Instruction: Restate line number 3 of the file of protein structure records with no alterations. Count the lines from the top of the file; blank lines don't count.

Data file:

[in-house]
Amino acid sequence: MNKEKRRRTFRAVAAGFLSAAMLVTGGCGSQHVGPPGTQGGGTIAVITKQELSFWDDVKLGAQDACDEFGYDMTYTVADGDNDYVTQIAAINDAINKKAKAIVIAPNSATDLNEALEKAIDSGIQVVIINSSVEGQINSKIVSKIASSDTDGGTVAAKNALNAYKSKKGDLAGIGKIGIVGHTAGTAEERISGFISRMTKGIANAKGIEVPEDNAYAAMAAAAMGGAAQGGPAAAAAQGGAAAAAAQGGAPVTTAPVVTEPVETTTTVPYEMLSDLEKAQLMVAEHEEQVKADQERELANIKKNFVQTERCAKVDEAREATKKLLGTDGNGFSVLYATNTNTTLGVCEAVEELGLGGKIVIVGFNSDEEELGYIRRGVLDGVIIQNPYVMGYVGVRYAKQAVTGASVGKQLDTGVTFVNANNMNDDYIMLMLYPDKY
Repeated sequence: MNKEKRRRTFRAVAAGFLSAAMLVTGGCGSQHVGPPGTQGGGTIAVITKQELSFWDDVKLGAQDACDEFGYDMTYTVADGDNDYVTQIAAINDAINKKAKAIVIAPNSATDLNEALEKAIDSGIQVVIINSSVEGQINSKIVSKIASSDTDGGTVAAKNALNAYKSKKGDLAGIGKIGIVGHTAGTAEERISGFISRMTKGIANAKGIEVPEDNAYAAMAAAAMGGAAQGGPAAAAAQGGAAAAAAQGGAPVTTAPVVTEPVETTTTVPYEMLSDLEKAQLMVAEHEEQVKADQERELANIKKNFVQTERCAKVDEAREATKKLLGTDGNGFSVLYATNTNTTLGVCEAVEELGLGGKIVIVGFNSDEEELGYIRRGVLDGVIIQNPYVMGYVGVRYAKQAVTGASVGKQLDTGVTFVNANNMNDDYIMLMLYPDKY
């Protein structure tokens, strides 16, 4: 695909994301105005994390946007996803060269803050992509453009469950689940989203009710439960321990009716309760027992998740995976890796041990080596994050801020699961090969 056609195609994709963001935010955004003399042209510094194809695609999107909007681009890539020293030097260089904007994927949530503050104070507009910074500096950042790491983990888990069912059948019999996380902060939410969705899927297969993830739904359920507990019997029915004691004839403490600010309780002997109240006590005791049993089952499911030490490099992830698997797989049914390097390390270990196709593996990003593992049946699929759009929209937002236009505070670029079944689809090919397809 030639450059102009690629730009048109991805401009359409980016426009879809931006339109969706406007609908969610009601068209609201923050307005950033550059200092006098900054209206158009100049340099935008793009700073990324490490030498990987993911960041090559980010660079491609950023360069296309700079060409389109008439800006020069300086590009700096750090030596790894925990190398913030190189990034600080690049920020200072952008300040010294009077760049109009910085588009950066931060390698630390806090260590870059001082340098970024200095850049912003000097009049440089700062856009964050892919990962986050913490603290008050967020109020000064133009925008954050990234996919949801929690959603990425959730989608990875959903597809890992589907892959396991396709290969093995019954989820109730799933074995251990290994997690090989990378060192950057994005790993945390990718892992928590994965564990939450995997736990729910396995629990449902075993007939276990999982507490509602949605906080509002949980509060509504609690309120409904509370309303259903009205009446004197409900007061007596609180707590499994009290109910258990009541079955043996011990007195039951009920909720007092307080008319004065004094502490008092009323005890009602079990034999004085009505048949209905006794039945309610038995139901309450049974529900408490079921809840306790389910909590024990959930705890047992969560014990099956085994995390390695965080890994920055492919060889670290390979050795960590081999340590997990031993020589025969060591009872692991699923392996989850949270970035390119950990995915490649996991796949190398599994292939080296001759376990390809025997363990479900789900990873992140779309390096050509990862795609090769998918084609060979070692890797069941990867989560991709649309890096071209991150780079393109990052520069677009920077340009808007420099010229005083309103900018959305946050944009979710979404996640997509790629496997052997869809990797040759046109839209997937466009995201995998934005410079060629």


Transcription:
Repeated sequence: MNKEKRRRTFRAVAAGFLSAAMLVTGGCGSQHVGPPGTQGGGTIAVITKQELSFWDDVKLGAQDACDEFGYDMTYTVADGDNDYVTQIAAINDAINKKAKAIVIAPNSATDLNEALEKAIDSGIQVVIINSSVEGQINSKIVSKIASSDTDGGTVAAKNALNAYKSKKGDLAGIGKIGIVGHTAGTAEERISGFISRMTKGIANAKGIEVPEDNAYAAMAAAAMGGAAQGGPAAAAAQGGAAAAAAQGGAPVTTAPVVTEPVETTTTVPYEMLSDLEKAQLMVAEHEEQVKADQERELANIKKNFVQTERCAKVDEAREATKKLLGTDGNGFSVLYATNTNTTLGVCEAVEELGLGGKIVIVGFNSDEEELGYIRRGVLDGVIIQNPYVMGYVGVRYAKQAVTGASVGKQLDTGVTFVNANNMNDDYIMLMLYPDKY